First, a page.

Professor Hai Ren’s lecture for the Third Chinese Culture Festival held by the Confucius Institute at the University of Arizona

September 23, 2014


The third annual Chinese Culture Festival was held by the Confucius Institute at the University of Arizona in conjunction with tenth anniversary celebrations of global Confucius Institutes.  As a part of the Chinese Culture Festival, a series of lectures on Chinese culture were sponsored by CIUA. Dr. Hai Ren, Associate Professor of East Asian Studies at the University of Arizona, presented the first lecture in this series, entitled “Countdown to Chinese Dreams: A History of Public Time-telling in Contemporary China,” on September 22, 2014. The Chinese Director of CIUA, Dr. Wei Zhao, hosted Dr. Ren’s lecture.

Professor Ren’s lecture provided an overview of changes in time-telling throughout Chinese history with an emphasis on the contemporary period. His presentation began with an introduction to traditional Chinese concepts of time such as the double-hour system and its applications in the production of time-telling devices and instruments which were made by both Chinese and Europeans from the eleventh century to the fall of the Qing Dynasty in 1911. The Chinese adoption of the Western calendrical system and the institutionalization of a national standard time in 1911-12 (the period of the 1911 Revolution) were part of the process of building a modern Chinese nation-state. From 1949 to the 1980s, public time-telling and temporal-consciousness were mostly affected by the development of radio and television as mass media in the People's Republic. For the first time in Chinese history, clock time, expressed in terms of "Beijing time," became a tool for creating a sense of shared, linear, and national time. Since the 1990s, public time-telling has been further affected by the digitalization of mass media. As a result, linear time has been gradually displaced by other senses of time, including a notion of time that is based on the logic of multiplicity. The widespread use of digital countdown clocks in the past two decades, for example, has important implications for understanding time and temporal issues in Chinese history, economy, politics, and society.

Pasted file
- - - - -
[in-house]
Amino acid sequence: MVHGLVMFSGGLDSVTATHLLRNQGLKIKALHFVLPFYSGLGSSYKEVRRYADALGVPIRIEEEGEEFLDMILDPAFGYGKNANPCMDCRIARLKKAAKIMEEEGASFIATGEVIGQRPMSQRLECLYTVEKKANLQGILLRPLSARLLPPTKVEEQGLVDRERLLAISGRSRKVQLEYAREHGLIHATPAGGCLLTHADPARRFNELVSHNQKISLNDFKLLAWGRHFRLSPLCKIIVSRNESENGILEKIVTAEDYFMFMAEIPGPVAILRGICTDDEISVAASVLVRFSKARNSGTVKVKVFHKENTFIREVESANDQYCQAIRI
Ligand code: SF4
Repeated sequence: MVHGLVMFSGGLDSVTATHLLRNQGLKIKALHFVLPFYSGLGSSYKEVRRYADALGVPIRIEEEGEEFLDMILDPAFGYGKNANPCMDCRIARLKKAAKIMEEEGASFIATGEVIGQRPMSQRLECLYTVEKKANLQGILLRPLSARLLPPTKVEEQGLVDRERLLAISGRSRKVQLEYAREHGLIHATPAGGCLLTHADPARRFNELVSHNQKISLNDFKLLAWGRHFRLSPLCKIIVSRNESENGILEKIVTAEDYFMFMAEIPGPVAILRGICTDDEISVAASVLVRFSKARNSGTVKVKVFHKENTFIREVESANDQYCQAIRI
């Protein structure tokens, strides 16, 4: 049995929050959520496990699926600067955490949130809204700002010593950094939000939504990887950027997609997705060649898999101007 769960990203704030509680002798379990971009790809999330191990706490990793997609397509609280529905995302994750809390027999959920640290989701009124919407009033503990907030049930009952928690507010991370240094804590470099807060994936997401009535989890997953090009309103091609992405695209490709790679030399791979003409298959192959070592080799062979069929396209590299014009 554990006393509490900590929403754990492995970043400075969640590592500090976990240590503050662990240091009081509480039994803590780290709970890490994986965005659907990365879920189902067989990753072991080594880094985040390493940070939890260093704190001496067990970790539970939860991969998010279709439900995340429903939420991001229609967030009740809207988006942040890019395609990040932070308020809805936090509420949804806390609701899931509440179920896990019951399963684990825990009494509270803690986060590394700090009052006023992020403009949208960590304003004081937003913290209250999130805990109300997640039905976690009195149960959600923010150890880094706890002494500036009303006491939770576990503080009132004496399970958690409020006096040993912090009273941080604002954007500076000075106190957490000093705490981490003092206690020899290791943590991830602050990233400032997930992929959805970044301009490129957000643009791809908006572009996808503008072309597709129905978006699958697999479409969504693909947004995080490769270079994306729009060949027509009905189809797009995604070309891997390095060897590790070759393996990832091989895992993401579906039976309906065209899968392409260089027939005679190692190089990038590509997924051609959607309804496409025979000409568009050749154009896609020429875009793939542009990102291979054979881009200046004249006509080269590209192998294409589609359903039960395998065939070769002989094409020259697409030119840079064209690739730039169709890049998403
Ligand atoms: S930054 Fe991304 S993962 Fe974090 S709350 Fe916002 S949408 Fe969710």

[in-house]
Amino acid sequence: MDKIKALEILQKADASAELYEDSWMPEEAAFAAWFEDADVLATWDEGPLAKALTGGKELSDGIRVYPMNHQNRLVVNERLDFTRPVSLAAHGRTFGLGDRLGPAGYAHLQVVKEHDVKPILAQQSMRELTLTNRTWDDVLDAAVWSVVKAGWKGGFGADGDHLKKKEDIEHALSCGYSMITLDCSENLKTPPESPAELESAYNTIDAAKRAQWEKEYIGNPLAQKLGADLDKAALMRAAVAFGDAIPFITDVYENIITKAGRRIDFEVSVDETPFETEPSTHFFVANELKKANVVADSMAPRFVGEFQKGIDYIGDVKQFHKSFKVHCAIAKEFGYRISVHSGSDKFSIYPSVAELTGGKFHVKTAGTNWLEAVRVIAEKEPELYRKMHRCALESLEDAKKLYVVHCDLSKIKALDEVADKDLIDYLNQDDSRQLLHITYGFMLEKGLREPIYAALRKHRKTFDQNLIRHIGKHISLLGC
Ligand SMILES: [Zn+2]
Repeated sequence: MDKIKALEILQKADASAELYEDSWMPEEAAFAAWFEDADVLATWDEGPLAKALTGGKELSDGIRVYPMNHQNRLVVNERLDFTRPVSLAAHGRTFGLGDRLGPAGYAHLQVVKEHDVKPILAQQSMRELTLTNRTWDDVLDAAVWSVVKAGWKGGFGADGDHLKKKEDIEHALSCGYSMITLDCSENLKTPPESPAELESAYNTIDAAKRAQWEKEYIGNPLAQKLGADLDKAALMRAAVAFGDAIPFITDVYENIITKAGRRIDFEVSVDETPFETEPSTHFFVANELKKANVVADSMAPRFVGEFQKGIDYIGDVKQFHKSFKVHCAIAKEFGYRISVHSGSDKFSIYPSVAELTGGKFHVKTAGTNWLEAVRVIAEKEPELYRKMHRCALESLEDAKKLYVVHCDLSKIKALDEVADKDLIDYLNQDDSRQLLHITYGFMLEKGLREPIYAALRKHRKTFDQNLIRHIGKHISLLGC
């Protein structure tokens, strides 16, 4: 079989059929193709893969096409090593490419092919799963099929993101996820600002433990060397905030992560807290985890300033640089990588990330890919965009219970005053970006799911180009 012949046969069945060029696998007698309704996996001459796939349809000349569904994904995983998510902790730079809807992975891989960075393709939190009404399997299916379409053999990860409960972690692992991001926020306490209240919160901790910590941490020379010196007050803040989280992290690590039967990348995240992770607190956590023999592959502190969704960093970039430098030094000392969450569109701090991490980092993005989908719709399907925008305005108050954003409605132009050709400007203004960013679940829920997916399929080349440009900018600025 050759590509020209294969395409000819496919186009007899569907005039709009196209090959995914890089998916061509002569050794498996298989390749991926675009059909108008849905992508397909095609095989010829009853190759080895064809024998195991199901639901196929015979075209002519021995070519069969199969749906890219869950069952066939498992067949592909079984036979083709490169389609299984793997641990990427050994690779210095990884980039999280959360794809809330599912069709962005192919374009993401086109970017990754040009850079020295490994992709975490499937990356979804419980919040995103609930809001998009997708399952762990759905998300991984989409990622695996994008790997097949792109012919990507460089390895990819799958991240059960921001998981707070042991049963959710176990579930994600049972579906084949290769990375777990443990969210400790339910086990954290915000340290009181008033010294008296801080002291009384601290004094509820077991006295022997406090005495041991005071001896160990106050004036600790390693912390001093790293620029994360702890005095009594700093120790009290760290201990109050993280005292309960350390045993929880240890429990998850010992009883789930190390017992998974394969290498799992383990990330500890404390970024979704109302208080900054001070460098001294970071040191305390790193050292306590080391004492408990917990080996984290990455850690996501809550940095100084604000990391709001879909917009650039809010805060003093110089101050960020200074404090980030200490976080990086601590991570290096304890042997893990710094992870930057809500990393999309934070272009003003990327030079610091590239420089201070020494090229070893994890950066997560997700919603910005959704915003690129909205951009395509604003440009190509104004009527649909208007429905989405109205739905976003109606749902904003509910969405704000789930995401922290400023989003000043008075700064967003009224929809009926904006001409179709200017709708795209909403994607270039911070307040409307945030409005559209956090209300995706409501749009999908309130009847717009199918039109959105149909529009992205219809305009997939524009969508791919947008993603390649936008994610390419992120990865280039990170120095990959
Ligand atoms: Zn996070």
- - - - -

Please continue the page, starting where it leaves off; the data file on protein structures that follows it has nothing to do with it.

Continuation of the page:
After his lecture, Professor Ren patiently fielded questions from the audience.  His lecture, which was warmly received by University students and other communities in Tucson, exposed the audience to China’s long history and helped them understand the close relationship between public time-telling and politics, economy, culture and even people’s daily lives. A nuanced understanding of Chinese history was effectively promoted among the local community through Dr. Ren’s efforts, sponsored by CIUA.